Butter: A Great Source of Butyrate and Conjugated Linoleic Acid

By September 12, 2014Dairy

ButterThe twentieth century was not kind to butter. Like eggs, coconut oil and many other nutritious foods, this beloved dairy product, which is made by churning fresh or fermented cream or milk, was a victim of the misguided war on saturated fats that began in the 1950s. As a result of this war, the consumption of “low fat” butter substitutes, such as margarine, actually exceeded that of butter itself. Consequently, cases of heart disease and other cardiovascular conditions rose to unprecedented levels over the next few decades, prompting many researchers to question whether natural, high-fat foods were the culprits after all.

Of course, we now understand that foods high in saturated fats are actually very good for us and produce a large number of health benefits. This is especially true of organic butter sourced from grass-fed, sustainably-raised cows.

List of Health Benefits

Rich in saturated fats – It turns out that the saturated fats for which butter was so demonized in the 1950s are actually responsible for its greatest benefits. For example, studies have shown that the short- and medium-chain fatty acids found in butter can raise beneficial HDL cholesterol, lower the risk of a stroke and even contribute toward weight loss. Moreover, reviews have found that there is no association between saturated fat and the risk of heart disease.

Good source of butyrate – Butter is comprised of between three and four percent butyrate, a four-carbon fatty acid whose name is actually derived from butter. According to a study published in the Proceedings of the National Academy of Sciences in 2013, butyrate can help control the release of pro-inflammatory messages in the body, which reduces inflammation and prevents the immune system from attacking beneficial stomach bacteria. For this reason, butyrate-rich foods like butter can help protect us from chronic inflammatory conditions such as Crohn’s disease, colitis, and leaky gut syndrome.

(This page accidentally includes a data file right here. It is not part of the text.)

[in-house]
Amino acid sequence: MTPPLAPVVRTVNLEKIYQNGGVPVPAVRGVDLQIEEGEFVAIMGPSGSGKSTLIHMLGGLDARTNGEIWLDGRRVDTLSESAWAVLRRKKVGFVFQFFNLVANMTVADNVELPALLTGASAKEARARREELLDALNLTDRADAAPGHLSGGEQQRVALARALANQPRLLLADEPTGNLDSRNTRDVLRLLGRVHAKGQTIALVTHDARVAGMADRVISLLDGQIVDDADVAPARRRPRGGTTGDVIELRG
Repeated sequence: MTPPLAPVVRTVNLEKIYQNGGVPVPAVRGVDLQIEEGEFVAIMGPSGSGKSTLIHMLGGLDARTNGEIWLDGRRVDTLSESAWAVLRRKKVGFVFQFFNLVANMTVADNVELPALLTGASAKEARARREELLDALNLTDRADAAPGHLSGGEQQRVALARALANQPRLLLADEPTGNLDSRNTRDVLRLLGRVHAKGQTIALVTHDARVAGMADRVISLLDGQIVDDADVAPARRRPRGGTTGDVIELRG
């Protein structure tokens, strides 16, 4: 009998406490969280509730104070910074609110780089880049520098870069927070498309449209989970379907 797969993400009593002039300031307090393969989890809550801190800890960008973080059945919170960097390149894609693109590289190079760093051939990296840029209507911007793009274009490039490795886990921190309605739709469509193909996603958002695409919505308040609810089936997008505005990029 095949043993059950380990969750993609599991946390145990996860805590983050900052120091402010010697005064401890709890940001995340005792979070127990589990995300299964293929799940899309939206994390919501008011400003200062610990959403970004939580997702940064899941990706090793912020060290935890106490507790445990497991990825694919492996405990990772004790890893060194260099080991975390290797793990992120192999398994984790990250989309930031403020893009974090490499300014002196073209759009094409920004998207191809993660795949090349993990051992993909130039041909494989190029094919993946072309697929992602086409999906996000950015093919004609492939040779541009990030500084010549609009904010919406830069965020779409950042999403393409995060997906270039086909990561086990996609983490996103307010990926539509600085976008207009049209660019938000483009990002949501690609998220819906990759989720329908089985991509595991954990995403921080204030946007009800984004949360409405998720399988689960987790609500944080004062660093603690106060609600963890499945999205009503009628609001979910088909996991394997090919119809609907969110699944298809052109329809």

High in conjugated linoleic acid – Butter is also rich in another fatty acid that deserves special mention: conjugated linoleic acid (CLA). CLA, which is usually found in food products from grass-fed ruminants, is so beneficial to us that it is actually sold as an individual health supplement. One study published in the Journal of Nutrition, for instance, discovered that CLA could reduce body fat mass in overweight and obese humans. Additionally, a review featured in the American Journal of Clinical Nutrition noted that CLA mixtures could improve glucose tolerance and increase the blood lipid profiles of animal subjects.

Packed with vitamin A – Though butter is not a great source of vitamins and minerals, it does contain surprisingly high amounts of retinol, or preformed vitamin A. In fact, just one ounce (28 grams) of butter supplies us with around 700 international units, or 14 percent of our recommended daily intake, of the vitamin. An important antioxidant, vitamin A is vital for the health of our eyes, skins, tissues, membranes, and teeth, and even plays a role in gene transcription. A deficiency in it increases our risk of numerous medical issues, including impaired vision.

Due to its versatility, butter can complement the health benefits of other foods to which it is added. For example, one of the world’s finest sources of vitamin A is sweet potatoes. Adding some butter to sweet potatoes will not only improve their taste but also increase their vitamin A content further. Butter can also help decrease the glycemic load of starchy foods, such as white potatoes or pasta, by reducing the speed at which our bodies metabolize them.